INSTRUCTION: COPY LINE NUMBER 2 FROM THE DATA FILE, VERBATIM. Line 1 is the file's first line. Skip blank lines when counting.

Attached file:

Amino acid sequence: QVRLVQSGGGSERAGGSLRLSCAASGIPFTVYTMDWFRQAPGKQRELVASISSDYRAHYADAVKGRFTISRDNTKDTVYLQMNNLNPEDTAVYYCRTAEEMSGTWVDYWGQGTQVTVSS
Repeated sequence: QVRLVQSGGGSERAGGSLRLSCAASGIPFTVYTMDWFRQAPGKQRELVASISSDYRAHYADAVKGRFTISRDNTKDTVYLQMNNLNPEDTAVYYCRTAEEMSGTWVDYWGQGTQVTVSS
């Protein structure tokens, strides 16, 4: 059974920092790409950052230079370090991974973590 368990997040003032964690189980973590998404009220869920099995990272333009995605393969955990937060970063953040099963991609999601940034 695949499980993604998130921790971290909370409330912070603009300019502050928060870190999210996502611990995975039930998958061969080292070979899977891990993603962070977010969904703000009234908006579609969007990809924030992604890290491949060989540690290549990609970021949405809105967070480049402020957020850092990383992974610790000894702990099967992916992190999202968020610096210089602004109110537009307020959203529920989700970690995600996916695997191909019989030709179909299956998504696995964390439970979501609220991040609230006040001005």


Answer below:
Repeated sequence: QVRLVQSGGGSERAGGSLRLSCAASGIPFTVYTMDWFRQAPGKQRELVASISSDYRAHYADAVKGRFTISRDNTKDTVYLQMNNLNPEDTAVYYCRTAEEMSGTWVDYWGQGTQVTVSS